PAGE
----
The assault on Big Pharma shows no signs of letting up.
AARP today released a survey showing that retail prices of brand name drugs rose an astounding 8 percent in 2009. Another report presented at the recent American Sociological Association annual meeting argued that about 85 percent of new drugs offer “few if any new benefits.” Officials at the Pharmaceutical Research and Manufacturers of America (PhRMA), the industry’s main lobbying arm, attacked both studies as misleading.
The advocacy group for seniors failed to consider the growing use of cheaper generic drugs, which now account for 75 percent of all dispensed drugs, industry officials told the New York Times. A broader survey of drug prices shows they rose by 3.4 percent in 2009, the paper says. That might not help the industry’s case since inflation averaged a negative 0.34 percent last year. July’s figures was 1.24 percent.
AARP estimates the following increases on popular drugs
- Bristol-Myers Squibb’s Plavix–—8.8 percent;
- Takeda’s Prevacid — 7 percent;
- Wyeth’s Protonics — 6.8 percent;
- AstraZeneca’s Nexium –6 percent;
- Pfizer’s Lipitor — 4.1 percent
In response to the sociology paper, PhRMA mounted a spirited defense of the benefits of new drugs, arguing that the 300 new drugs approved by the Food & Drug Administration in the past decade have saved countless lives. The industry spent about $65.3 billion in 2009 on research and development, dwarfing the estimated $20.5 billion it spent on promotional activities in 2008.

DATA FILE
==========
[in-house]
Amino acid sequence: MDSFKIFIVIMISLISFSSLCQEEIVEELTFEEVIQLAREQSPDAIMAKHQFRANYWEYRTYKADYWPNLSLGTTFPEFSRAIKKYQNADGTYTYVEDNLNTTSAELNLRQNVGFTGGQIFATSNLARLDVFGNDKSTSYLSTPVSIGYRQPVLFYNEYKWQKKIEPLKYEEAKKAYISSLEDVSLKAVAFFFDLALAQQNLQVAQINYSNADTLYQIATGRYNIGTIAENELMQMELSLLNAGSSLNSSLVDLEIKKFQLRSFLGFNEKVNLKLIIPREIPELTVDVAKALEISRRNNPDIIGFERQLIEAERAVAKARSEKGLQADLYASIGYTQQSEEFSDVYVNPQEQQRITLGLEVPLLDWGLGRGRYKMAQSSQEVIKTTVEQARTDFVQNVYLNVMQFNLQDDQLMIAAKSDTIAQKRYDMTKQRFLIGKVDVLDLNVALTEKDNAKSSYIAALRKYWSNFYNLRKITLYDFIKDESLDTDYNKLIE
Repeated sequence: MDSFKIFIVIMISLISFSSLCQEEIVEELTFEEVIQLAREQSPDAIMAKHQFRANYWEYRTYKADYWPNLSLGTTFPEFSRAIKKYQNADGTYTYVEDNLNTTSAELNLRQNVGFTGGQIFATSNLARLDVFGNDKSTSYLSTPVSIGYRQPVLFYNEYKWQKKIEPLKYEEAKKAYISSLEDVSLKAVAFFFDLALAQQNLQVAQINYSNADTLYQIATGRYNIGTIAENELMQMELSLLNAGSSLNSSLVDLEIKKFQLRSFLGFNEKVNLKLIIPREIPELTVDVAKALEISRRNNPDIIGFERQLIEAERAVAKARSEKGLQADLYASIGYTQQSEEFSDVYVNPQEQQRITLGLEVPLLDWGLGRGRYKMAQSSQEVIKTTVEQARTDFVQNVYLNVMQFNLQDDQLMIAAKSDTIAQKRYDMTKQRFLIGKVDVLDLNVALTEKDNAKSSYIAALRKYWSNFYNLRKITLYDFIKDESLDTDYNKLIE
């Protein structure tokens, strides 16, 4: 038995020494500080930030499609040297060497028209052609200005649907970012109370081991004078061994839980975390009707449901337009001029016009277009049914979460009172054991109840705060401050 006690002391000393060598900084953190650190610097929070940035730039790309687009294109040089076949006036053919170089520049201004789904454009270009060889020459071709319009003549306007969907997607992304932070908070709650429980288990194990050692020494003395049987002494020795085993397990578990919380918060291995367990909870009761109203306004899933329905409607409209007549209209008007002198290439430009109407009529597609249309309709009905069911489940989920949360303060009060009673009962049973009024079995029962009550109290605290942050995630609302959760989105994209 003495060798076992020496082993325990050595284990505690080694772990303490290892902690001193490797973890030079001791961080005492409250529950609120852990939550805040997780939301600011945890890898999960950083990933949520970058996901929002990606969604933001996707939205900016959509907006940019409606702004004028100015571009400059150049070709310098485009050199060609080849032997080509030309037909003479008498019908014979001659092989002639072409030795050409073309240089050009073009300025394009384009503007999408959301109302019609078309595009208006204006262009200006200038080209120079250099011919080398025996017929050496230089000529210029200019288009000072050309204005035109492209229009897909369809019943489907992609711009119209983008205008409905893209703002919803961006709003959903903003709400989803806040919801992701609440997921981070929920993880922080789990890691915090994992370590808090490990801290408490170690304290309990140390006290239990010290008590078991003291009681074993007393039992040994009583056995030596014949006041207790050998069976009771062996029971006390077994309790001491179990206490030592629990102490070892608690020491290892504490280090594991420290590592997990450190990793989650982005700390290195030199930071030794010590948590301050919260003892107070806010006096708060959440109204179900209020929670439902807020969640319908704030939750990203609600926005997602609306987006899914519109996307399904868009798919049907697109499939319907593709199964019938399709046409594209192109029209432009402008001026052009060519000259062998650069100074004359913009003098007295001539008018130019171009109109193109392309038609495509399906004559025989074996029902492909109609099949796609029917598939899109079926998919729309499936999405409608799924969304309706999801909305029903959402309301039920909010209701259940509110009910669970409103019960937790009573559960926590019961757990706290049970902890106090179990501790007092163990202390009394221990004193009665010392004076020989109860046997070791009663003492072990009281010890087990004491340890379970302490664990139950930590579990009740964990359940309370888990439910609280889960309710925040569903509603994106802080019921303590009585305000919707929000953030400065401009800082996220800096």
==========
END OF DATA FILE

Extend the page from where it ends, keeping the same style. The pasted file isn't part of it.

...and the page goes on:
That doesn’t answer the question raised by the study’s author, who argues that the FDA’s approval process is too lenient.
“Sometimes drug companies hide or downplay information about serious side effects of new drugs and overstate the drugs’ benefits,” said Donald Light, a professor of comparative health policy at the University of Medicine and Dentistry of New Jersey, in a press release. “Then, they spend two to three times more on marketing than on research to persuade doctors to prescribe these new drugs.”
For now, investors seem to believe that the industry’s critics are starting to gain a following. Many are also angry about the many blockbusters that fizzled such as Avandia and Avastin after companies were accused of hiding information about potentially harmful side effects Shares of GlaxoSmithKline Plc (NYSE:GSK), Johnson & Johnson (NYSE:JNJ) and Pfizer Inc. (NYSE:PFE) are down by double digits this year. Merk & Co. (NYSE:MRK) is off about 7 percent.
The pharma sector will be in Wall Street’s doghouse for some time.